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...I figure I'll strike a match and see what happens. Can we please, please have a moratorium on the word 'homophobic?' Or at least its misuse.
I think I'm paraphrasing Robin Williams (though my memory is admittedly poor on the point, so don't go blaming dear Robin) when I say that homophobia is, after all, a very strange word. It would seem to mean having the fear of the same thing all over again. That, or a particularly virulent terror of conformity. But let's concede to those modernists who would insist that usage should conquer etymology and say it should mean fear of homosexuals.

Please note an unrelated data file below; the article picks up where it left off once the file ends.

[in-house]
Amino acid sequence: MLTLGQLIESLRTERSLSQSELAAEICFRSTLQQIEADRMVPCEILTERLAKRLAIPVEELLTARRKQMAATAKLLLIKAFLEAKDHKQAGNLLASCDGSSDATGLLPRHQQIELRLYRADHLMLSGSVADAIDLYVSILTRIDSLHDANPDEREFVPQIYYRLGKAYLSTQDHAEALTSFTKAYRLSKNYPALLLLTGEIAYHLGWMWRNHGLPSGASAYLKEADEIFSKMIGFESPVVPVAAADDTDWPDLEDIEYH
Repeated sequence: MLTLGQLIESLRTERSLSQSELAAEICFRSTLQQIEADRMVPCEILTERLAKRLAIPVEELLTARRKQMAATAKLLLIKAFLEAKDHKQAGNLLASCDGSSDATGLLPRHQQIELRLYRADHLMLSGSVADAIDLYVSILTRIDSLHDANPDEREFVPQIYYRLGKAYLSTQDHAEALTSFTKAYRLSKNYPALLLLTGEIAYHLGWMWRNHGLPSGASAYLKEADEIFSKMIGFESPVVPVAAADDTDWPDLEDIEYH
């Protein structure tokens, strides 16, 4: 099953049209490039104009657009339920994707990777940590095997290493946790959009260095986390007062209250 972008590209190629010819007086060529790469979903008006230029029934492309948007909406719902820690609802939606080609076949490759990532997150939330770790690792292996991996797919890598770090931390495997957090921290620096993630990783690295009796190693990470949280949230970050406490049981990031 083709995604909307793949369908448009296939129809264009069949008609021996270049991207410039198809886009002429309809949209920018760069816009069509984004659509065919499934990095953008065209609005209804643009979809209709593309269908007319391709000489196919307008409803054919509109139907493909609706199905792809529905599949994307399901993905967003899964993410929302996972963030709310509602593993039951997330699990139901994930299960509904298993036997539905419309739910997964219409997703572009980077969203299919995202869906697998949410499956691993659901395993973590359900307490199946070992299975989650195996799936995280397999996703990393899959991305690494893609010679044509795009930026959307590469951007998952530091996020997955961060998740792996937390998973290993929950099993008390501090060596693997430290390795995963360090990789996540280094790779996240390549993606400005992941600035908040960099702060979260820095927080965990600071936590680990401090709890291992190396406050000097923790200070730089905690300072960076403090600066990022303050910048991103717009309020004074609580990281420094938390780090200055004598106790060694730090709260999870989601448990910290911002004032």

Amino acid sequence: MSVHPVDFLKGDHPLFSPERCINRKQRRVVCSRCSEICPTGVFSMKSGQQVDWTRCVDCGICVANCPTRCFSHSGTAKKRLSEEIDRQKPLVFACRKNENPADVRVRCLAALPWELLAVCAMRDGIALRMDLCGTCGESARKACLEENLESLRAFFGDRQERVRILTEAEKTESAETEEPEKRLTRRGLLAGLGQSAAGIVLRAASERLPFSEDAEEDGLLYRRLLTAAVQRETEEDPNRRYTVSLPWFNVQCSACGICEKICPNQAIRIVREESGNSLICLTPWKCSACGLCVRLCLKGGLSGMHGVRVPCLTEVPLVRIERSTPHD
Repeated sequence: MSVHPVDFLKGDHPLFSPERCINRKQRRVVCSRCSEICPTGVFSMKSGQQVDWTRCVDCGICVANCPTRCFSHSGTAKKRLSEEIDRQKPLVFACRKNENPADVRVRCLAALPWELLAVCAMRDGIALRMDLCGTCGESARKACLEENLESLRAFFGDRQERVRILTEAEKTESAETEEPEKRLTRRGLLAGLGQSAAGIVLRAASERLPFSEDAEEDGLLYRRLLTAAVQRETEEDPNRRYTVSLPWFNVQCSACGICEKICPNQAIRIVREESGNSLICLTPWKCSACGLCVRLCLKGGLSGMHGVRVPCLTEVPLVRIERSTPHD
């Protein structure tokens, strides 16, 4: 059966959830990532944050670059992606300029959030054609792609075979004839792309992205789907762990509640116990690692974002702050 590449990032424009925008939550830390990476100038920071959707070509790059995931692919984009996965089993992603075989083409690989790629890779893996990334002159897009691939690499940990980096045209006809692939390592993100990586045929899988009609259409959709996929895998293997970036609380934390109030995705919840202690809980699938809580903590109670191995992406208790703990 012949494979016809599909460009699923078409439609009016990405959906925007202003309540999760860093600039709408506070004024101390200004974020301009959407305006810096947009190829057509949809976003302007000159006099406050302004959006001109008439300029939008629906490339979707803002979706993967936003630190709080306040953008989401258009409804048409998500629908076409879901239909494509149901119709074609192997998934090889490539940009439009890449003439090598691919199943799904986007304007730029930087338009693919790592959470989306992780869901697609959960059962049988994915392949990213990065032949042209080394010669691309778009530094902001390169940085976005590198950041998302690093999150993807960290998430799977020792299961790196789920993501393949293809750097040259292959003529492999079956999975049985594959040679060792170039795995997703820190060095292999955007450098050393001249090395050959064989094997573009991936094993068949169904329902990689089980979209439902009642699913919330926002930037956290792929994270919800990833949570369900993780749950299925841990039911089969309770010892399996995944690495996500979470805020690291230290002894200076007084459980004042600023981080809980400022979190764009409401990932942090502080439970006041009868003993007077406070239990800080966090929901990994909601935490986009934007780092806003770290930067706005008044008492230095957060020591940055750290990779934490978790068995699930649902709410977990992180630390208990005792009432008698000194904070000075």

The trouble is that very, very rarely is the word used to mean 'fear' of anything at all: unlike any other phobia, 'homophobia' is meant to describe a dislike, generally a hatred, of something. After all, ornithopobics don't go out shotgunning birds, ophidiophobics don't strangle snakes, and whilst arachnophobes do sometimes kill spiders, those I've known have been very reluctant to do so. I myself might be considered slightly haemophobic, but that means I experience an irrational nausea at the sight of blood, and might faint in extreme circumstances. Still, there's no malice to speak of there. Nor does the term 'homophobic' generally refer to someone who runs screaming from the room at the site of Will and Grace--that's merely someone with decent taste in sit-coms.